By Peter Baker
WASHINGTON – Even in the final days of her life, Barbara Bush retained the sharp tongue that belied her grandmotherly image. When her eldest son, former President George W. Bush, visited about 10 days before her death, the two playfully needled each other in the way they always did.
At one point, Barbara Bush turned to her doctor. "You want to know why George W. is the way he is?" she asked.
The doctor looked a little surprised. "Because I drank and smoked when I was pregnant with him," she said.
The former president told that story about his mother on Wednesday as he paid tribute to Barbara Bush, who died at 92 on Tuesday at her home in Houston. Bush, who had congestive heart failure and chronic obstructive pulmonary disease, decided earlier this week to decline further medical treatment intended to prolong her life and instead spent her last days saying goodbye to her family.
Former President George Bush, her husband of 73 years and the father of the younger George W. Bush, was by her side when she passed away. Three of their children, Neil, Marvin and Dorothy, had been with her in the last few days, while George W. Bush and former Gov. Jeb Bush of Florida had visited recently and stayed in constant touch by telephone, according to a family spokesman.
The younger Bush said that he spoke with her by telephone shortly before her death to tell her he loved her, and she replied that she loved him too.
"It's the end of a beautiful life," George W. Bush told Maria Bartiromo on Fox Business Network on Wednesday morning in his first interview following Barbara Bush's death. "She truly believes that there's an afterlife, that she'll be wonderfully received in the arms of a loving God and therefore did not fear death. And as a result of her soul being comforted on the deathbed, my soul is comforted."
He appeared beside his wife, Laura Bush, who noted that she learned how to be first lady from her mother-in-law. "She was a great role model for me," she said.
The former president said his two daughters – Barbara Bush, who was named for her grandmother, and Jenna Bush Hager – were dealing with the loss of Ganny, as they called her. "They're emotional but as I explained to them, we ought to be joyful that we had such a wonderful woman in our lives and, two, that she passed with such strong beliefs. She truly was peaceful."
Hager, a correspondent on NBC's "Today" show, posted on Instagram a photograph of her as a child sitting next to her grandmother. "I already miss this FORCE of a woman – the 'enforcer' because she was the glue that held our family together," she wrote. "She taught me to use my voice but also to value the opinions of others. She adored her friends and family; her loyalty was unwavering. Humor helps, she often said and it does, Gans, but I will miss your laugh terribly."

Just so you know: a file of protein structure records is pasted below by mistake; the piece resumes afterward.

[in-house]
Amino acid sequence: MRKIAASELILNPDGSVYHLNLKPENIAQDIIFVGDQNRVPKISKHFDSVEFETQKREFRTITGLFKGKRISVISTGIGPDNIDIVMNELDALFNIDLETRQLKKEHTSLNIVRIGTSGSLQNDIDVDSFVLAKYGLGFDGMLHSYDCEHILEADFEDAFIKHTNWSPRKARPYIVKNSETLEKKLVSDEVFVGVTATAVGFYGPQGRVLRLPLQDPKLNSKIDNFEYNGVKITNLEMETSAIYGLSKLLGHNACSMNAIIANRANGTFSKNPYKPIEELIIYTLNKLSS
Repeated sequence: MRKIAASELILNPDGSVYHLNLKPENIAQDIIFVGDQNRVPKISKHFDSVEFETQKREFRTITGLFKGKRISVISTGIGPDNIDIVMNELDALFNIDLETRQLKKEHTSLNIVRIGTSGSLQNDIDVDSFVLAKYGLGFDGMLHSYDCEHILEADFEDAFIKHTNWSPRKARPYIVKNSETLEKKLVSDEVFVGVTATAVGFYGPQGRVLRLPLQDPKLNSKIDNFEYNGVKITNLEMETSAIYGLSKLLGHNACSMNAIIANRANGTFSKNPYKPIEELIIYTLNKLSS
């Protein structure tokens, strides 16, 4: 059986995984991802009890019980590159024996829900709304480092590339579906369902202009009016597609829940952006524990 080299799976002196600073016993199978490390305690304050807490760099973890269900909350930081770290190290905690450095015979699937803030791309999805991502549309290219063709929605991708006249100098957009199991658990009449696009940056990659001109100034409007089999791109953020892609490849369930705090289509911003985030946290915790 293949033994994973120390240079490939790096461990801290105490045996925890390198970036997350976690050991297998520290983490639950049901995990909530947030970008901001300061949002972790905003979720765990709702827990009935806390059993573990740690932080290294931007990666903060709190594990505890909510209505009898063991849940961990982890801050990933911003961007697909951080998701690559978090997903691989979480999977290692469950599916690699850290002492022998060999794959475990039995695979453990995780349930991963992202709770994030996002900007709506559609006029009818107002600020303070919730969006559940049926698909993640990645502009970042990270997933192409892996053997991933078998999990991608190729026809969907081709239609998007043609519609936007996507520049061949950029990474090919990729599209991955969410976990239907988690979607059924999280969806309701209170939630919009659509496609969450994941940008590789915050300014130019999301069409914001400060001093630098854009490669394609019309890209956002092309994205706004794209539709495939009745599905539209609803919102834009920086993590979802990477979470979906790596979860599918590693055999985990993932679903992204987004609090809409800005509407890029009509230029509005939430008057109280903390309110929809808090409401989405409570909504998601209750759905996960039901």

Another grandchild took to Twitter to offer a tribute. "My grandmother didn't just live life; she lived it well," wrote George P. Bush, the land commissioner in Texas and the son of Jeb Bush. "And the sorrow of her loss is softened by the knowledge of her impact on our family and our country. I will miss you, Ganny – but know we will see you again."
His father posted his own statement on Facebook. "I'm exceptionally privileged to be the son of George Bush and the exceptionally gracious, gregarious, fun, funny, loving, tough, smart, graceful woman who was the force of nature known as Barbara Bush," Jeb Bush wrote.
Barbara Bush will lie in repose at St. Martin's Church in Houston, where she was well loved. There will be a public viewing on Friday before an invitation-only funeral service on Saturday. Among the luminaries expected will be Melania Trump, the current first lady, representing the White House.
Bush will interred at the George Bush Presidential Library and Museum in College Station, Texas, next to her daughter, Robin, who died at age 3 from leukemia, a searing moment in the life of the future first couple.
Her eldest son had already been scheduled for the interview on Fox Business Network on Wednesday morning to promote a leadership forum at his own presidential center in Dallas. He went through with the event because he said his mother would have wanted him to.
"My mother would say, 'Make darn sure you participate fully in the leadership forum,'" he said. "In other words, 'Don't sit around and feel sorry for me or yourself, more importantly, but move on with life.' And that's what we're doing."